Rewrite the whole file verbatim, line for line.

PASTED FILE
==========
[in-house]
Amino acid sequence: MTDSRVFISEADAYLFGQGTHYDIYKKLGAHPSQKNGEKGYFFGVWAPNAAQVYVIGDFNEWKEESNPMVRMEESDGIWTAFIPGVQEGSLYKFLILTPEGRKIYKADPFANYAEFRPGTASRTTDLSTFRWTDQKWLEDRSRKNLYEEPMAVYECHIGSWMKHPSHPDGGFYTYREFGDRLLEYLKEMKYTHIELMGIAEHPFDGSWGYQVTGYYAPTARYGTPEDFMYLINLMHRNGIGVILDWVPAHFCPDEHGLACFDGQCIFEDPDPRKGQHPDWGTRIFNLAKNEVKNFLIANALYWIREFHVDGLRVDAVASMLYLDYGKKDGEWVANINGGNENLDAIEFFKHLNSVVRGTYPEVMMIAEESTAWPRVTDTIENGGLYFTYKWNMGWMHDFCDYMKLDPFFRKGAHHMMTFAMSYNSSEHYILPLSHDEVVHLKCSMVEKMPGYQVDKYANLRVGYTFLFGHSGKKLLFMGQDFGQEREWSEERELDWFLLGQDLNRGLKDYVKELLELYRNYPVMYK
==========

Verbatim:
[in-house]
Amino acid sequence: MTDSRVFISEADAYLFGQGTHYDIYKKLGAHPSQKNGEKGYFFGVWAPNAAQVYVIGDFNEWKEESNPMVRMEESDGIWTAFIPGVQEGSLYKFLILTPEGRKIYKADPFANYAEFRPGTASRTTDLSTFRWTDQKWLEDRSRKNLYEEPMAVYECHIGSWMKHPSHPDGGFYTYREFGDRLLEYLKEMKYTHIELMGIAEHPFDGSWGYQVTGYYAPTARYGTPEDFMYLINLMHRNGIGVILDWVPAHFCPDEHGLACFDGQCIFEDPDPRKGQHPDWGTRIFNLAKNEVKNFLIANALYWIREFHVDGLRVDAVASMLYLDYGKKDGEWVANINGGNENLDAIEFFKHLNSVVRGTYPEVMMIAEESTAWPRVTDTIENGGLYFTYKWNMGWMHDFCDYMKLDPFFRKGAHHMMTFAMSYNSSEHYILPLSHDEVVHLKCSMVEKMPGYQVDKYANLRVGYTFLFGHSGKKLLFMGQDFGQEREWSEERELDWFLLGQDLNRGLKDYVKELLELYRNYPVMYK